Texas in 1850. By Melinda Rankin. Page: 104 of 196
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TEXAS IN 1850.
citizens of the town still adhere to Catholic practices,
though greatly modified from what they formerly were.
There are other religious denominations in the town,
which, from neglect or inability, have no building for
public worship, as yet. The Methodist denomination
is the most numerous, and is in a very prosperous condition.
A very consistent spirit prevails among its members,
who are, in a good degree, promoting piety among
themselves, and exerting a favorable influence abroad.
They have a church building in contemplation; the
necessity of which is seriously felt, and it is hoped the
plan will be carried into execution, with the promptness
its importance demands.
A lack of appreciation of the great advantage accruing
from suitable places of public worship, is the prime
cause of the many deficiencies which so frequently manifest
themselves. Were the importance of this subject
brought before the popular mind, clothed in its true
light, measures would be immediately concerted for the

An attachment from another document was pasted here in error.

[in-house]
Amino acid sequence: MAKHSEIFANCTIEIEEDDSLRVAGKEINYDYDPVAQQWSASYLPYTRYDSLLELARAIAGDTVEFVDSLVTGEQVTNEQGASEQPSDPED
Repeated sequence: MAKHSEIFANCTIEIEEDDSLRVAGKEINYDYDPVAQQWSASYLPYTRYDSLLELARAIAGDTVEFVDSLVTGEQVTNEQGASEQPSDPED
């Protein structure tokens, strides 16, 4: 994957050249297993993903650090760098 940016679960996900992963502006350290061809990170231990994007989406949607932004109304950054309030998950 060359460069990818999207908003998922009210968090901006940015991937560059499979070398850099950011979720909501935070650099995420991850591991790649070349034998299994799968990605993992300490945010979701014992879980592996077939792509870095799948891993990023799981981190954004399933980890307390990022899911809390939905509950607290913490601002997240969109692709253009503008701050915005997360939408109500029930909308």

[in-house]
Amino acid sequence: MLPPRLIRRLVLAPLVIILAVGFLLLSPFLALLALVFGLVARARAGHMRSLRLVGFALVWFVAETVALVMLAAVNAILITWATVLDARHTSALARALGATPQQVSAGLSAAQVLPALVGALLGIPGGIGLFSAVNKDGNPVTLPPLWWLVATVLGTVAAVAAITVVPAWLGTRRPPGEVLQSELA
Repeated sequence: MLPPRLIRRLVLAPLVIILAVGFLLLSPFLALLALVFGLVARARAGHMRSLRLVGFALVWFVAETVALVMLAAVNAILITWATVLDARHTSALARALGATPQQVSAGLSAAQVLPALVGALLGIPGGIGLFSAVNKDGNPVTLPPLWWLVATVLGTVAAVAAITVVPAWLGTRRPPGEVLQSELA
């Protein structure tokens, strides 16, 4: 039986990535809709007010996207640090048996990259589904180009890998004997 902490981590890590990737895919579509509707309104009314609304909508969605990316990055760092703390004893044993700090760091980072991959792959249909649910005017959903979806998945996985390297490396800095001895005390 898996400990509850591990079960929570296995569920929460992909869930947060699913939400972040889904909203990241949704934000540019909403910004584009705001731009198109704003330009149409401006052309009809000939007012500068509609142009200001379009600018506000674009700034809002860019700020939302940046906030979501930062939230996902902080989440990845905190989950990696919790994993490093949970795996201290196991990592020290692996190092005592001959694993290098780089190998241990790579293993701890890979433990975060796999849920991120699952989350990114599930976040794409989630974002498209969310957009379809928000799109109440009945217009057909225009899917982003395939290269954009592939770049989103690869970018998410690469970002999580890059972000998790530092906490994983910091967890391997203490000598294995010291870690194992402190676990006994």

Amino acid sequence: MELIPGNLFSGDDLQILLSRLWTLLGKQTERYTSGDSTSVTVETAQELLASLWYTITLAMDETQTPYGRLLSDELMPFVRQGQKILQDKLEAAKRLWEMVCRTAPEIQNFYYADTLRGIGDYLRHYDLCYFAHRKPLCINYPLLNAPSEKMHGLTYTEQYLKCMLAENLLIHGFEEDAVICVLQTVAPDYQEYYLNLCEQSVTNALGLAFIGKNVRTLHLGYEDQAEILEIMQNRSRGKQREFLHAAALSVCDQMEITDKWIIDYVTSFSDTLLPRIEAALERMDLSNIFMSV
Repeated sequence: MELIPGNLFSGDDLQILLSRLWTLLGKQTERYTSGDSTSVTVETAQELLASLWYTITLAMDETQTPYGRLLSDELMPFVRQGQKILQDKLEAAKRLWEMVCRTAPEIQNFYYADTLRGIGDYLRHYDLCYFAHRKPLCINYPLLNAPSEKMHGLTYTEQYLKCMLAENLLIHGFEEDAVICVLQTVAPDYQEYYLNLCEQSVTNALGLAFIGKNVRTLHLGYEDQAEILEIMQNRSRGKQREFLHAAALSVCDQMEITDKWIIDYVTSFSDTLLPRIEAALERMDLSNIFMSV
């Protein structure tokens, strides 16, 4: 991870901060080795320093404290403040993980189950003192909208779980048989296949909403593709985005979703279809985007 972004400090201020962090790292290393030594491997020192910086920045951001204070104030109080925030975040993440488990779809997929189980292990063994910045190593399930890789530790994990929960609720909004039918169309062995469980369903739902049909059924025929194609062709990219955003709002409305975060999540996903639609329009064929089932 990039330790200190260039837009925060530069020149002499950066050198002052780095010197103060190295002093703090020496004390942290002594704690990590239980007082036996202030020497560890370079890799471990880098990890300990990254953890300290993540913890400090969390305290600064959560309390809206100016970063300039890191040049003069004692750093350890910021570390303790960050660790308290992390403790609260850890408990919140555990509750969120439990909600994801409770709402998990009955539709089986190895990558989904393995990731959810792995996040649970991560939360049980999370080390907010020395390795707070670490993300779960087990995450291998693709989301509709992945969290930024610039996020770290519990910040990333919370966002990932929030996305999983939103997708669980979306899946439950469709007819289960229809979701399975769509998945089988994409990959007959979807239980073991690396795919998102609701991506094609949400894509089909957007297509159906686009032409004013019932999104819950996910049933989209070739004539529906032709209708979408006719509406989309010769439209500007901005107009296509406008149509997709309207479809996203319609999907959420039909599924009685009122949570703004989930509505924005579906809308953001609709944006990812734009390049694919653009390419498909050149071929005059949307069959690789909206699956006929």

erection of churches in many places where they are at
The Episcopal church is supplied by a missionary of
that denomination, who divides his time between Nacogdoches
and San Augustine. It consists of but few
members at present, yet a very strenuous effort is being
made for the erection of a house of worship the present
There are Presbyterians in the place; very few, however,
not sufficient to sustain a regular ministry. Occa
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Rankin, Melinda. Texas in 1850. By Melinda Rankin., book, 1850; Boston. (texashistory.unt.edu/ark:/67531/metapth6107/m1/104/: accessed June 27, 2017), University of North Texas Libraries, The Portal to Texas History, texashistory.unt.edu; .